Small Cos. Slower to Address DB Accounting Changes

April 14, 2008 ( - New research from Greenwich Associates suggests that sponsors of small corporate pension plans are falling behind their larger counterparts when it comes to preparing for new mark-to-market accounting rules and changes in global investment markets.

A Greenwich press release on its 2007 U.S. Investment Management Research Study said large corporate plan sponsors – along with many public pensions – are taking radical steps to change the way they manage pension liabilities and structure fund assets motivated by the new mark-to-market accounting rules requiring plan sponsors to recognize pension funding status on the corporate income statement. The FASB has also proposed required disclosure of asset categories in which pension funds are invested based on the risks and expected long-term rate of return associated with each category (See SEI Addresses Implications of Recent Pension Disclosure Proposal ).

Forty percent of the largest corporate pension funds (those with more than $5 billion in assets) and about one-third of the largest public funds say they plan to make a significant change to their asset allocations over the next three years, the release said. However, only 8% of corporate pension funds with assets of $500 million or less say the same.

Another trend driving the restructuring among big funds is the expected out-performance of international equities and alternative asset classes relative to domestic stocks, according to Greenwich. Asset allocations of large corporate DB plans have shifted to reflect this expectation, but the investment portfolios of small plan sponsors remain heavily weighted in domestic stocks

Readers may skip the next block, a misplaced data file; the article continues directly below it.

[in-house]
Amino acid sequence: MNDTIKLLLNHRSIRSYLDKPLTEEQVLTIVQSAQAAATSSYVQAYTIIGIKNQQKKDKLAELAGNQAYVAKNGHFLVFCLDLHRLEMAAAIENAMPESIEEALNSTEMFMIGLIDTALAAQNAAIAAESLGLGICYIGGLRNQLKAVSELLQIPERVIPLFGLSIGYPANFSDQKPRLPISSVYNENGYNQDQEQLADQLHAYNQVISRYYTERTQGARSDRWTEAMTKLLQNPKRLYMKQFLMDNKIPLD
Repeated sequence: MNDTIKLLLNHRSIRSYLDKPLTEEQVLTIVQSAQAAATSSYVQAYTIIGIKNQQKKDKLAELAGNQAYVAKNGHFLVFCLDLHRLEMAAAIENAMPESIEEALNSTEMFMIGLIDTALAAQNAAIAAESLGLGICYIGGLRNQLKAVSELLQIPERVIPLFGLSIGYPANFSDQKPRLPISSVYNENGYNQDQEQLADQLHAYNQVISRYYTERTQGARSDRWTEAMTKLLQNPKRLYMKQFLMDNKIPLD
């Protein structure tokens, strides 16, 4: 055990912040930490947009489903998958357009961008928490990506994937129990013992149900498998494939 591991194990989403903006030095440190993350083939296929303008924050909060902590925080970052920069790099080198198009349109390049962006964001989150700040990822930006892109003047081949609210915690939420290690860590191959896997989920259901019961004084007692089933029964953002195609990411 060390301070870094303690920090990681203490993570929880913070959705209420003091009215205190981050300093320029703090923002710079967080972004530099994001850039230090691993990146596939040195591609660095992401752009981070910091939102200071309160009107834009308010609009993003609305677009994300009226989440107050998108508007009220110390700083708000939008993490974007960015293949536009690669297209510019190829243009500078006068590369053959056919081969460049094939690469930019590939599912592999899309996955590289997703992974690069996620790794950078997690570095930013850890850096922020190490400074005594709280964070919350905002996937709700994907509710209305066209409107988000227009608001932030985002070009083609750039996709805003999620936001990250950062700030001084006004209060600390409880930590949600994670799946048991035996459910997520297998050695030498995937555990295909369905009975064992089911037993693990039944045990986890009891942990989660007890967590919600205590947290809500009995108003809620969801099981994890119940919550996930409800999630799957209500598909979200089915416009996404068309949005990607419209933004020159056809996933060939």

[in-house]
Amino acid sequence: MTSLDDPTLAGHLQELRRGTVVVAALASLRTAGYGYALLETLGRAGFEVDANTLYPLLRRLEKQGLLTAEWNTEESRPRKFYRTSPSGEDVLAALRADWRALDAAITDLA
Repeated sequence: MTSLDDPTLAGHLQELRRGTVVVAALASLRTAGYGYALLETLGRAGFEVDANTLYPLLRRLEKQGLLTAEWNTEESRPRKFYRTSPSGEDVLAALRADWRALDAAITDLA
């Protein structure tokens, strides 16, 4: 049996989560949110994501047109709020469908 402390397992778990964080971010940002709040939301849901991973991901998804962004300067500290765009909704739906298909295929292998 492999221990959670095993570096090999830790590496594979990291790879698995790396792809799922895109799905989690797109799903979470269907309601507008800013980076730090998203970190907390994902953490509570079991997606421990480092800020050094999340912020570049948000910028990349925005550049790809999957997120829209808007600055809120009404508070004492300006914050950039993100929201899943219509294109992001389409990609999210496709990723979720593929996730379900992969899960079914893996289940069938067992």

Among corporate DB plans, allocations to domestic stocks have declined to 39.9% of total assets from more than 45% as recently as 2003, while corporate plans with less than $500 million in assets have domestic equity allocations of 47.5%. DB plan sponsors overall have increased allocations to international and global stocks to 20% of total assets from just 15.2% in 2003, but the smallest corporate funds allocate only 14.5% of assets to international/global equities.

Similarly, small corporate funds’ allocations to alternative investments lag those of large funds by a wide margin.

Despite being slow to address accounting and market changes, the health of small corporate pension plans has been improving dramatically, Greenwich found. The average funding ratio for the accumulated benefits obligations of corporate pension plans with assets of $500 million or less increased from 99% in 2005 to 106% - matching the average for all corporate funds in the most recent year. Funding ratios for small funds' projected benefit obligations improved to 100%, one percentage point higher than the corporate average.

Overall, the average blended return on investments held in defined benefit and cash balance funds increased to 14.4% in 2007 from 9.6% in 2006, compared to blended returns for small corporate pension plans which increased to 11.7% from 8.4%.